By Alan Scherstuhl
By Amy Nicholson
By Charles Taylor
By Stephanie Zacharek
By Brian Feinzimer
By CAROLINA DEL BUSTO
By AMY NICHOLSON
By Amy Nicholson
Illustration by Bob AulWhile I still think of myself as a young writer, I fear that the facts are not on my side: having been covering film for this paper virtually since its inception in late 1995, I now possess several filing cabinets filled to bursting with press releases dating back to the misty days of legend, the days when dinosaurs ruled the Earth and Ace of Base ruled the charts. I tell myself I should purge my home of some of this crap before I contract one of those exotic lung diseases you catch from keeping lots of moldy old paper around, but I simply can't make myself, for hidden among the endless promos for screenings at cafťs that went out of business in 1998 and a bewildering number of announcements for events in Wyoming, Florida and places still more remote, there are some priceless treasures of oddness, wacky gold I wouldn't part with if God himself appeared to me in a vision and told me to stop being such a freaking packrat. I'll cling to this stuff until I end up eking out a wretched, Gollum-like existence under a bridge somewhere, cooing over my precioussss press releases and hissing at any foolish soul who dares to venture too near.
One of my favorite freaky press kits came just a few weeks back, and I've little doubt it will haunt me on my deathbed. The film's very title itself is a masterpiece: The Rays From Space & the Secret Kissing Experiments: The Adventures of the New Electric Girls. (The tagline: "Sex isn't enough. . . . Kissing is everything!") Its filmmaker, Richard Thornton, is currently in the process of assembling a "kissing movie" in six, one-hour chapters featuring such chapter titles as "A Flaming, Ruthless Kiss" and "Kisses of the Bygone Long-Ago." The plot takes such characters as Starr McCready ("a debutante, whose vision of love can't be satisfied by mortal man") and Sugar Bob ("No stranger to magnetic kissing, Sugar Bob shares these new kinds of kisses with his many girlfriends") and involves them in a sprawling adventure concerning ancient, occult societies of women and secret experiments in psychic kissing ("kisses that generate energy so powerful that mystic societies covet its ethereal force"). The kit includes demographic projections (the audience is estimated as girls and women from 15 to 60) and a two-page bio of Thornton, in which we learn that he has spent the past 10 years writing the screenplay at night while working at day jobs, first in his family's automobile dealership and later as an apartment manager. Whether all those girls and women do indeed line up for this thing once Thornton has completed it, he already has one starry-eyed fan in me.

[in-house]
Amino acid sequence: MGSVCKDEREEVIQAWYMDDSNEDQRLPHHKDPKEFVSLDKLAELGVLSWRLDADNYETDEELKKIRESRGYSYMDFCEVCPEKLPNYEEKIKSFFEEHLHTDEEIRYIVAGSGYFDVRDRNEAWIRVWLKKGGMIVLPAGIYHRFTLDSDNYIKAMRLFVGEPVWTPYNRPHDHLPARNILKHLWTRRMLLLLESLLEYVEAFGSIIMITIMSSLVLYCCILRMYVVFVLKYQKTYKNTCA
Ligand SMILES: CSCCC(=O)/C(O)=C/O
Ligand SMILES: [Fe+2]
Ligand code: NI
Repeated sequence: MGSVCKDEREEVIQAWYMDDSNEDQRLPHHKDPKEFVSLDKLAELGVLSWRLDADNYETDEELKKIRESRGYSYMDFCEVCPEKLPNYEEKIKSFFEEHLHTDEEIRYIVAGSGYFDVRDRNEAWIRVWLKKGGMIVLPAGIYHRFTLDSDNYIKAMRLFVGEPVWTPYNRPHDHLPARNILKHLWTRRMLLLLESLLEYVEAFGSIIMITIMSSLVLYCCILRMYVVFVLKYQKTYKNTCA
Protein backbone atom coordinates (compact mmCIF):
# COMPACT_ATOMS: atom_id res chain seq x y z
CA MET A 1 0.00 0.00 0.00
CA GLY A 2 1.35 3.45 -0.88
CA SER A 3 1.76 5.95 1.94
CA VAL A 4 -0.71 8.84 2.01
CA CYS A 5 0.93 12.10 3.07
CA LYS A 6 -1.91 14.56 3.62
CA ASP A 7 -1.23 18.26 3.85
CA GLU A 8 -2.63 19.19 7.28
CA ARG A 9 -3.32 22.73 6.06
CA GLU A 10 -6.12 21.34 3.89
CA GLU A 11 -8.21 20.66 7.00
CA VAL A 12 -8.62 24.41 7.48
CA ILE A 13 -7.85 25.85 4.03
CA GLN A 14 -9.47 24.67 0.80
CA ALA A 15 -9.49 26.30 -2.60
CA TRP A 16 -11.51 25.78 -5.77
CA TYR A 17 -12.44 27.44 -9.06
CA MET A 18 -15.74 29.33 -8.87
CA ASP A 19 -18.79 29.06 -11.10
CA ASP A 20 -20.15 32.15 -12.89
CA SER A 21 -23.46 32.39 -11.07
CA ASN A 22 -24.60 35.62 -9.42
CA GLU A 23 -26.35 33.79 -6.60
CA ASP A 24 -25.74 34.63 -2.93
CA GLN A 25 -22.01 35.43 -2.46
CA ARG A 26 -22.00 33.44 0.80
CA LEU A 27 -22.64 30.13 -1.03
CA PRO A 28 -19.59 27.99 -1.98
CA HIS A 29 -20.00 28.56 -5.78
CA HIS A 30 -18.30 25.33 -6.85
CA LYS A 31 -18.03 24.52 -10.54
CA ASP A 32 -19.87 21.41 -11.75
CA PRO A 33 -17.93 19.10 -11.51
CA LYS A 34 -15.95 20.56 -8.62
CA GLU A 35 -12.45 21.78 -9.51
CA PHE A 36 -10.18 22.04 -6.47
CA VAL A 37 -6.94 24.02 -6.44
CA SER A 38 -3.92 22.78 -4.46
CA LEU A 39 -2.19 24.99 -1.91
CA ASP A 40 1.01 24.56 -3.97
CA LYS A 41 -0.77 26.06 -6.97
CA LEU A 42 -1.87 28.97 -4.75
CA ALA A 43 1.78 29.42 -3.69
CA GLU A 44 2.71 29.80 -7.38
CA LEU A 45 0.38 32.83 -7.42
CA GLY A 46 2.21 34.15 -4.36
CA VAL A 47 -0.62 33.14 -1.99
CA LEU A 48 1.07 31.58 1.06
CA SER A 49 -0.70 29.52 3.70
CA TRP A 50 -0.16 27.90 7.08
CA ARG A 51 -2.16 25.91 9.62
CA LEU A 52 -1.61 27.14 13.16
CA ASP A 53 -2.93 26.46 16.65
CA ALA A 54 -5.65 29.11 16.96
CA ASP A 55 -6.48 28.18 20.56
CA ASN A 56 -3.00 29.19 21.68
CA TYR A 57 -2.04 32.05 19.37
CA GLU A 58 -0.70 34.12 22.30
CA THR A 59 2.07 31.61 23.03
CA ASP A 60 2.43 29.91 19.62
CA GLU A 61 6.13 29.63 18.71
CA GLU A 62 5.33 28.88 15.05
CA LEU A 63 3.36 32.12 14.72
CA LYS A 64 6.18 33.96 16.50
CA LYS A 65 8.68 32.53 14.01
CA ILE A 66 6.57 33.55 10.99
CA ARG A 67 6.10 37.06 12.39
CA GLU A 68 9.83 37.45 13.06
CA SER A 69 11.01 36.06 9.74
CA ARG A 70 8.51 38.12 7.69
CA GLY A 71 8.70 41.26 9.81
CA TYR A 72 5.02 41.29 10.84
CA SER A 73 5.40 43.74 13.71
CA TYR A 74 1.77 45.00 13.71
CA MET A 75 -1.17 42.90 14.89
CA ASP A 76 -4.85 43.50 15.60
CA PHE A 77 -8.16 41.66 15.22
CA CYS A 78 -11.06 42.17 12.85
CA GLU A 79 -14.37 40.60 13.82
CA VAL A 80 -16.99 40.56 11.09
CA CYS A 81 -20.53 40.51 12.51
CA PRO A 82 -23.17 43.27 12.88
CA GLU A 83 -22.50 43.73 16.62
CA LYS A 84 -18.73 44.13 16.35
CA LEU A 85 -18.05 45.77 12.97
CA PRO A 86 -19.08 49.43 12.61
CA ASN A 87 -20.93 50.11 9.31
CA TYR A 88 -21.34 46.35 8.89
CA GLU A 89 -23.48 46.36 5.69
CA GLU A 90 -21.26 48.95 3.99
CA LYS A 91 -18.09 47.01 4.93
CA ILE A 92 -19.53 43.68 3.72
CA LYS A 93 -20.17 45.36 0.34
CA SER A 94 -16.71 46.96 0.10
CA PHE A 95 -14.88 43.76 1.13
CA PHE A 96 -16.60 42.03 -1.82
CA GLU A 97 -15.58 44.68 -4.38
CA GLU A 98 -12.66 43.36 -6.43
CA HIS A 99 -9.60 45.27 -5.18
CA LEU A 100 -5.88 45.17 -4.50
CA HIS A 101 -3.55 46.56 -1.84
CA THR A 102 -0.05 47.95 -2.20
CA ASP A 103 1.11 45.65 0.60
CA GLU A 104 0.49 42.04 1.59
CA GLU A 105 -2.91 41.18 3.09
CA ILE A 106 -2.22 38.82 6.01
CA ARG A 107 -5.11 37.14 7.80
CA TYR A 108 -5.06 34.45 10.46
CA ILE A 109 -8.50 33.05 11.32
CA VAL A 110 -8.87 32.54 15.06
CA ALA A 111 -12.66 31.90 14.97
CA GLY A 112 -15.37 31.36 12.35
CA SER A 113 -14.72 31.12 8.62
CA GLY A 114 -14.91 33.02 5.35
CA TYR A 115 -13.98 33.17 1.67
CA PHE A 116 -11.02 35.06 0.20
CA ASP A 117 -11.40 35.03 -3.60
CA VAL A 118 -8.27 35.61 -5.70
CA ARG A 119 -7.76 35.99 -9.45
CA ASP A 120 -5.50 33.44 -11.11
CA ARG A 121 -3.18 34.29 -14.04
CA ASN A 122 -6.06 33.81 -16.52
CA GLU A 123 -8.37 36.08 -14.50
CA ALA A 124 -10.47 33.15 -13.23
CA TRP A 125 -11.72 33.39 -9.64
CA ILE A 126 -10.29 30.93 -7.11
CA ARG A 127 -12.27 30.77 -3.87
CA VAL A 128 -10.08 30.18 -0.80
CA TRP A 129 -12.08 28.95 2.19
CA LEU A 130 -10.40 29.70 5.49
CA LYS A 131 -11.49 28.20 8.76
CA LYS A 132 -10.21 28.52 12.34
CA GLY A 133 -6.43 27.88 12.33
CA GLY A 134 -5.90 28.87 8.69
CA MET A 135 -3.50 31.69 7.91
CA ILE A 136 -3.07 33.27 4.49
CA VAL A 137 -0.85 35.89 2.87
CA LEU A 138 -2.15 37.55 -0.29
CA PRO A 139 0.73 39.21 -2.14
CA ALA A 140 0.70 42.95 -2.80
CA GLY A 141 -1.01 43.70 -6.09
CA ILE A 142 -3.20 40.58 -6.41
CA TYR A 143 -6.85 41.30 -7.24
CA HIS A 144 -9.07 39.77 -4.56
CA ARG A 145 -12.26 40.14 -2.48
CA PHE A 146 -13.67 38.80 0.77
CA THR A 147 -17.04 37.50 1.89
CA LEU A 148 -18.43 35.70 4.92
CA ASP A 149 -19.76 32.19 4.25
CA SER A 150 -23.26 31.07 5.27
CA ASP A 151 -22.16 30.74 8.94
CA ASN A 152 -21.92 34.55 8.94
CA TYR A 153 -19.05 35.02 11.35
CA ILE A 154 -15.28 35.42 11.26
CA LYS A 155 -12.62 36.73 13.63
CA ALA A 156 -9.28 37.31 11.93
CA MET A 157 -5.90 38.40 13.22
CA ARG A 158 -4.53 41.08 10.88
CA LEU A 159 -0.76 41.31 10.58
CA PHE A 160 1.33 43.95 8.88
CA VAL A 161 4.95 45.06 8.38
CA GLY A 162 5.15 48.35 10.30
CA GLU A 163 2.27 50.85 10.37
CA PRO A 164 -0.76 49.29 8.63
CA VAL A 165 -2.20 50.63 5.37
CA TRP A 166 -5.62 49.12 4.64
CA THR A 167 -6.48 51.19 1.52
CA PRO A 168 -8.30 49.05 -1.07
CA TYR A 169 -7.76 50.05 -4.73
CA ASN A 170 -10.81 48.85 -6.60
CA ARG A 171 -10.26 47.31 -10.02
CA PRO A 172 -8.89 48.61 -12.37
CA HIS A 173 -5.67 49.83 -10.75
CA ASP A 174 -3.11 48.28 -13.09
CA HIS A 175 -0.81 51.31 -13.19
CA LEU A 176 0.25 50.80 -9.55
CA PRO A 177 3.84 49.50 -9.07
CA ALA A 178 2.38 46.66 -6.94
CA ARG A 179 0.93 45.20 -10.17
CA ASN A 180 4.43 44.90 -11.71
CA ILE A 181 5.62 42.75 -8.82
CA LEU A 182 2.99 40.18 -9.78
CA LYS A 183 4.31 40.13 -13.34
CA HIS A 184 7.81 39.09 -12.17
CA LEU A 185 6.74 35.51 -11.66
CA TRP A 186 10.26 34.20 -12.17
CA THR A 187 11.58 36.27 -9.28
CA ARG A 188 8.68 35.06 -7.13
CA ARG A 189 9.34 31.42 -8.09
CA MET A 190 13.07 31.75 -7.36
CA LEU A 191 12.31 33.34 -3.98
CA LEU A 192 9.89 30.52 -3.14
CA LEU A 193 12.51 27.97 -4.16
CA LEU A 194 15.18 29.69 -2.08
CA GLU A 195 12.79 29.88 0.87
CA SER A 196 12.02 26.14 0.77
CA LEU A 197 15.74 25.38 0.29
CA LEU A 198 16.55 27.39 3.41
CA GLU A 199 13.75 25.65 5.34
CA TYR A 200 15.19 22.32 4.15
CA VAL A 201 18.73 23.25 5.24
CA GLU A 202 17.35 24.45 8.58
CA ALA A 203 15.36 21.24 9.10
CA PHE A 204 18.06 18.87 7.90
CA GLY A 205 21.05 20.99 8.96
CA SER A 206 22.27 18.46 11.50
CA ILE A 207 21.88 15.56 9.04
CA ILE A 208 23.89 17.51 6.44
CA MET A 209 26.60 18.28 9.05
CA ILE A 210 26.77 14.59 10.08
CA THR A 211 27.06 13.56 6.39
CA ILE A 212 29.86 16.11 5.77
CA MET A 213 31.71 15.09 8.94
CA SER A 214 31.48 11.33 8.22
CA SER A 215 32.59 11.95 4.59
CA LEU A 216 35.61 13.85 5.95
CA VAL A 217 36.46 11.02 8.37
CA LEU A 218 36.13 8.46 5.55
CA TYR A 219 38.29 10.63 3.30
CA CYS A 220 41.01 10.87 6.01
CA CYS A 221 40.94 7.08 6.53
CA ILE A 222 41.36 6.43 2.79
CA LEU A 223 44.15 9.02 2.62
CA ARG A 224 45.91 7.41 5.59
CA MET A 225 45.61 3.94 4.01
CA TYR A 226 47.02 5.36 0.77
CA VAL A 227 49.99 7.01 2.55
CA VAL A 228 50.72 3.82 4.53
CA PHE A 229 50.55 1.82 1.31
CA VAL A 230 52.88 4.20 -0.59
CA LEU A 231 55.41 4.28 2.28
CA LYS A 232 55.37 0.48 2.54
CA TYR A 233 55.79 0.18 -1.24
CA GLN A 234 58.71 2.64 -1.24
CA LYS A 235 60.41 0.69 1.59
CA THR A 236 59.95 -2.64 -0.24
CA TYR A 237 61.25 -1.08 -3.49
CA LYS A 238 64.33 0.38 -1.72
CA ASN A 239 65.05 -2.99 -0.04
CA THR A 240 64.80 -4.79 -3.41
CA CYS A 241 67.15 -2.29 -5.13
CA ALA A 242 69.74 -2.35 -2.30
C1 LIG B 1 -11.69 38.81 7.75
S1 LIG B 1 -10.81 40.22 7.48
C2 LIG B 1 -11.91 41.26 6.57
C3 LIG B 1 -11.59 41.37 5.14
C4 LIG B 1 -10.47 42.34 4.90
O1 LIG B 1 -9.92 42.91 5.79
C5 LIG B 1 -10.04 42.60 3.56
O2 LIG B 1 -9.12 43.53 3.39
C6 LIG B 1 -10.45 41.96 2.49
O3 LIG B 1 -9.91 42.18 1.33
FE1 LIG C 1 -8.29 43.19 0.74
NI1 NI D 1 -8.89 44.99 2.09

Everything else in the world seems a little mundane next to The Rays From Space, but I still have a certain fondness for Tim Bomba's 1997 fax promoting Just Write, a romantic comedy incorporating music from 22 unsigned bands and financed by six dentists from Racine, Wisconsin. (I've no idea what inspired this dental consortium to invest in a romantic comedy featuring 22 unsigned bands, but apparently six out of seven dentists recommend Just Writefor their patients who enjoy romantic comedies.) By contrast, I still wake up shivering from the memory of the carefully packaged vial of dirt somebody sent me to promote a forgettable neo-noir called Sand Trap. The vial had come loose from its press kit, and even in pre-anthrax-scare America, there was something thoroughly chilling about finding a perfectly anonymous vial of anything in your mailbox. The instant you saw it, you knew deep in your soul that no good could come from such a thing. Given the ire my columns have occasionally raised among our readers, it didn't help that the contents of the vial suspiciously resembled poo.
Every time I get the chills remembering the Sand Trap fiasco, my heart is warmed thinking back to the time when the folks at an outfit called Shock Theater sent me an autographed photo of the guy who wore the rubber monster suit in The Creature from the Black Lagoon—sent it to me unbidden, for no reason at all that I could see. If they hoped it would lead me to look more favorably upon their future film screenings, they succeeded, and needless to say, the picture is now displayed with pride in my home office, the creature goggling at me as I write this very screed.
I couldn't finish this without pausing to remember my lost ones, those treasured press releases that have mysteriously vanished from my file cabinets, leaving me to wonder if they ever really existed at all. Did I really get that press release for the 1998 ocean liner-set horror flick Deep Rising, the press release that superbly masqueraded as a brochure for a pleasure cruise until you got to the very end, when it suddenly turned into a pop-up book and a giant, completely horrifying, multiheaded paper monster jumped off the page at you and scared you half to death? Could any movie, especially some forgettable monster movie, really have had a press release that mind-blowingly cool? And what about that Star Wars parody a bunch of potheads were working on in Huntington Beach? Did the filmmakers ever put down their bongs long enough to finish it? Is Lucasfilm suing them at this very moment? I must know! What kind of God would allow me to have misplaced the press release for that thing?
But it does me no good to mope about departed press releases; instead, I must cherish all the special press releases I still possess, even as they threaten to drown me in a tide of yellowing paper. Good, bad or indifferent as these films were, their press releases are nothing short of inspired, their anonymous copywriters guided by something mysterious and wonderful (rays from space, perhaps) to craft a kind of double-spaced magic.
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